DSCY10090 The Art of Living Well

Academic Year 2022/2023

One of the most important ways we learn about ethics and how to live well is through literature. In this course we will develop a philosophical and practical sense of the art of living well by studying a wide range of literature. Each week we will explore a different work starting from Ancient Greek literature through European and English language works of literature up to the twenty-first century. Ethical themes and practical ethical dilemmas will be extracted from these works and considered in detail in each class. The relevance of these issues to the universally relevant present-day task of living an ethical life will be developed. Students are expected to contribute to these discussions in highly interactive ways. The assessment consists entirely of online assignments through the course of the trimester.

If you are taking this module as an elective - you may be interested in pursuing a Structured Elective programme in Philosophy (this will entail taking two more Philosophy electives). Your University Transcript could show that you have a Structured Elective in [Existential Philosophy & Critical Theory/Philosophy of Mind/History of Philosophy/ Ethics and Society] (as appropriate) See: https://www.ucd.ie/students/electives/structuredelectives.html

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Curricular information is subject to change

Learning Outcomes:

On successfully completing the module students will:
1. Have acquired a familiarity with and an understanding of a range of literary texts from different periods and places.
2. Have knowledge of some key ethical concepts like virtue, duty, rights, freedom and autonomy.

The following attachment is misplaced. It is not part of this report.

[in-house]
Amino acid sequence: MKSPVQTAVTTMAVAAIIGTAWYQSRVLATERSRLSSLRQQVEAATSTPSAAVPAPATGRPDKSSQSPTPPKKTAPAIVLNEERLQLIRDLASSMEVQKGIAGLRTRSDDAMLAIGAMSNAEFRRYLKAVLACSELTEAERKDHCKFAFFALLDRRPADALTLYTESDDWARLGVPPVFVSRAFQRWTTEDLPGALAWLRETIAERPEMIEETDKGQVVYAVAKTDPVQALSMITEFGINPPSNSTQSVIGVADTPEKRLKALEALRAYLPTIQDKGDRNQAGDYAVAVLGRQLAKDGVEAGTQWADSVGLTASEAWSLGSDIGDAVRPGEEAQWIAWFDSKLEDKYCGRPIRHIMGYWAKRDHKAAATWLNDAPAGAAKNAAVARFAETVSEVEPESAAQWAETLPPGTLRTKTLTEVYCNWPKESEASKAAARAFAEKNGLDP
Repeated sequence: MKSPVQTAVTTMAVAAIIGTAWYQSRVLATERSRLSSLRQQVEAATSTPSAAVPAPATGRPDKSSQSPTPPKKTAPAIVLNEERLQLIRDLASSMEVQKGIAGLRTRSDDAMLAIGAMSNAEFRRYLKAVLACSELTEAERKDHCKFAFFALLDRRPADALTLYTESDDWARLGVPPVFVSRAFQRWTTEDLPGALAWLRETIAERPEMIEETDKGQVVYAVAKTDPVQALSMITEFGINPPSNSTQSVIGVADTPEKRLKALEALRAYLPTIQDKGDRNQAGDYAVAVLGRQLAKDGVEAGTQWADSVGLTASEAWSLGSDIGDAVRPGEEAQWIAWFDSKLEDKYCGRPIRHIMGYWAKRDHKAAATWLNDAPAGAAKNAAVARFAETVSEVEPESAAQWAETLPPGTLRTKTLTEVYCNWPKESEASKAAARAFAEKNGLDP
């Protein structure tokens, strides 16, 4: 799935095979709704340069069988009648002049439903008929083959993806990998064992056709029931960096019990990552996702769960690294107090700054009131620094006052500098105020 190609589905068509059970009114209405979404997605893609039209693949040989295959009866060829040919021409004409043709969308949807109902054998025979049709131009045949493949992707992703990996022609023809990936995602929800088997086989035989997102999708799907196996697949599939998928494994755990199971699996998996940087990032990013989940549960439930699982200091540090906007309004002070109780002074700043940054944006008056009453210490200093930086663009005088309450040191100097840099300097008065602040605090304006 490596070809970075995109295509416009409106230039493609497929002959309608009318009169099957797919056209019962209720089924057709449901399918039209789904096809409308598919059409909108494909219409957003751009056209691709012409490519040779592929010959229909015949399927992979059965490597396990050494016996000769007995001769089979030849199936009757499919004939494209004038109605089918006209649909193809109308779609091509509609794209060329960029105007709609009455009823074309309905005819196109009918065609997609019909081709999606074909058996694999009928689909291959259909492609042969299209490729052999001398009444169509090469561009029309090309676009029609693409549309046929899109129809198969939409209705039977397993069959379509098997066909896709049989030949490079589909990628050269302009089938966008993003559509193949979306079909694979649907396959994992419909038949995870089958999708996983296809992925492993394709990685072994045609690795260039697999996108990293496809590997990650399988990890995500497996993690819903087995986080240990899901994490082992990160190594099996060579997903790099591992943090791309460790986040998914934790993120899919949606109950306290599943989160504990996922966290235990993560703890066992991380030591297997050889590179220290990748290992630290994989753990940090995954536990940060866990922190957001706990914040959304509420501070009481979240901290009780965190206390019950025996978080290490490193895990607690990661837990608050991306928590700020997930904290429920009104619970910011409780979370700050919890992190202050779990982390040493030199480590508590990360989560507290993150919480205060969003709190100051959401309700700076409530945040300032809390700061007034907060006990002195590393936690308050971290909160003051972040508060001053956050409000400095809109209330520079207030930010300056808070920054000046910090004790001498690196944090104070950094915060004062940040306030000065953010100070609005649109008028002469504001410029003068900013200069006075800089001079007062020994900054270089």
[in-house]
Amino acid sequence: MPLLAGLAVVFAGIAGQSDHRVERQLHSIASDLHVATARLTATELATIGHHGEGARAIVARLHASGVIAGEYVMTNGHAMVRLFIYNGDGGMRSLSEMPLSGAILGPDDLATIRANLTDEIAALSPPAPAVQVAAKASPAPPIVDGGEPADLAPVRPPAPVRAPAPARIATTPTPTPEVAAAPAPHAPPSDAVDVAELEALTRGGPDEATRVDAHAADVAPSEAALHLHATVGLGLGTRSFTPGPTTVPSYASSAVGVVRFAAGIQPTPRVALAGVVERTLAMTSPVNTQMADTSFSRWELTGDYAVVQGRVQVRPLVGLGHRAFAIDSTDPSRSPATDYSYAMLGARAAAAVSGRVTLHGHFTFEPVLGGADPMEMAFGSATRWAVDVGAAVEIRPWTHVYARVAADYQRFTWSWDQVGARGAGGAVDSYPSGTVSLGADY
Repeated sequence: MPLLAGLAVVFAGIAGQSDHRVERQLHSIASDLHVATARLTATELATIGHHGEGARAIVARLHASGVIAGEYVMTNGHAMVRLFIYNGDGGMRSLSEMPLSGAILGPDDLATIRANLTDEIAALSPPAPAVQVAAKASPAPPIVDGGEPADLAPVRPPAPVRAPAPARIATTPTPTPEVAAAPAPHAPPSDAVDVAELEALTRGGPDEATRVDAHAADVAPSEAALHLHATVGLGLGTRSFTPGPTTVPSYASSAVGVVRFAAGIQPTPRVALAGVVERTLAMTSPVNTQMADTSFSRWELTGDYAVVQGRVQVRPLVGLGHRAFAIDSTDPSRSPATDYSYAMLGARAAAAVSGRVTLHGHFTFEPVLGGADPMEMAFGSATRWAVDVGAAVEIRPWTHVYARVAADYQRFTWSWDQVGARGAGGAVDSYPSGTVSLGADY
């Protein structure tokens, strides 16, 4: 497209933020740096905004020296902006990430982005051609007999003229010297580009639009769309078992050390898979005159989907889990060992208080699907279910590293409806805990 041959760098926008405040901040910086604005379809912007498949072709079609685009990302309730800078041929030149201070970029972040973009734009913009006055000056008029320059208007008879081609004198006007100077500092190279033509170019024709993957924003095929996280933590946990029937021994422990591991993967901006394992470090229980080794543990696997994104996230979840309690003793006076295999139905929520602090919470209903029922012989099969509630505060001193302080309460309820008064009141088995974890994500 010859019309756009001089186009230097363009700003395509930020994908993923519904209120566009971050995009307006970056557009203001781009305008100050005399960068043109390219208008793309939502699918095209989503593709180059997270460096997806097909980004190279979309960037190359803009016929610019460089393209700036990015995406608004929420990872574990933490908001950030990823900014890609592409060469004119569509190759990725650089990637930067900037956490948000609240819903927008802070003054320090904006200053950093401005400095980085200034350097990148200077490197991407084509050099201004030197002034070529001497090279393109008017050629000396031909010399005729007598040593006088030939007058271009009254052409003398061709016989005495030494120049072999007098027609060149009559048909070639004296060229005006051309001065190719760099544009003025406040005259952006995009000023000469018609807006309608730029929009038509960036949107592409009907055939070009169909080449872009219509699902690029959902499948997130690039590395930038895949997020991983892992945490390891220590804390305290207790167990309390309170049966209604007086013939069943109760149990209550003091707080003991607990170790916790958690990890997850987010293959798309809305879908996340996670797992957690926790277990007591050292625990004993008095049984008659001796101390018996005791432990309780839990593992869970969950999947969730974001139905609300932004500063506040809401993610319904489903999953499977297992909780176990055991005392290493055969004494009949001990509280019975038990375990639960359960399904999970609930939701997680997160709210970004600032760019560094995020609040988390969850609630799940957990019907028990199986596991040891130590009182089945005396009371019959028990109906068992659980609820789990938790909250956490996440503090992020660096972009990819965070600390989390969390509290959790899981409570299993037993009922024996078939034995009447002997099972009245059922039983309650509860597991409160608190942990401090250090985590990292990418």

3. Be able to read a text to extract ethical insight from it.
4. Be able to express clearly a line of independent critical argument.

Indicative Module Content:

Writers like Xenophon, Plutarch, Thackeray, Geroge Elliot, Tolstoy, von Kleist, Sartre, Harper Lee and other authors will be looked at. The ethical themes that are treated will include virtue, duties, rights, happiness and freedom.

Student Effort Hours: 
Student Effort Type Hours
Autonomous Student Learning






Approaches to Teaching and Learning:
The module is taught in two one-hour lecture slots, where the second lecture in the week usually has the structure of an interactive seminar. The mode of teaching will be highly interactive. There will be plenty of scope for student discussion both about the practical side of ethical decisions and about the more abstract questions concerning the nature of a good life. Some of the lecture time will be devoted to group work with students working in small groups and then coming back together for the larger discussion. As with all philosophy courses, individual reflection is a central way of developing your understanding and this will be encouraged in the lectures but also required for the online assignments. 
Requirements, Exclusions and Recommendations

Not applicable to this module.

Module Requisites and Incompatibles
Not applicable to this module.
Assessment Strategy  
Description Timing Open Book Exam Component Scale Must Pass Component % of Final Grade
Assignment: Short (750 word) online assignment engaging with the ethical issues arising from one of the texts under consideration in Block 1. Varies over the Trimester n/a Graded No


Assignment: Short (750 word) online assignment engaging with the ethical issues arising from one of the texts under consideration in Block 3. Varies over the Trimester n/a Graded No


Assignment: Short (750 word) online assignment engaging with the ethical issues arising from one of the texts under consideration in Block 2. Varies over the Trimester n/a Graded No


Carry forward of passed components
Resit In Terminal Exam
Summer No
Please see Student Jargon Buster for more information about remediation types and timing. 
Feedback Strategy/Strategies

• Feedback individually to students, post-assessment

How will my Feedback be Delivered?

You will receive a grade and some comments online within a fortnight of the submission date for each assignment.

Name Role
Dr Patrick Dawson Lecturer / Co-Lecturer
Assoc Professor Daniel Esmonde Deasy Lecturer / Co-Lecturer
Dr Christopher Farrell Lecturer / Co-Lecturer
Ms Suzanne Lynch Lecturer / Co-Lecturer
Dr Jeanne Riou Lecturer / Co-Lecturer
Professor Rowland Stout Lecturer / Co-Lecturer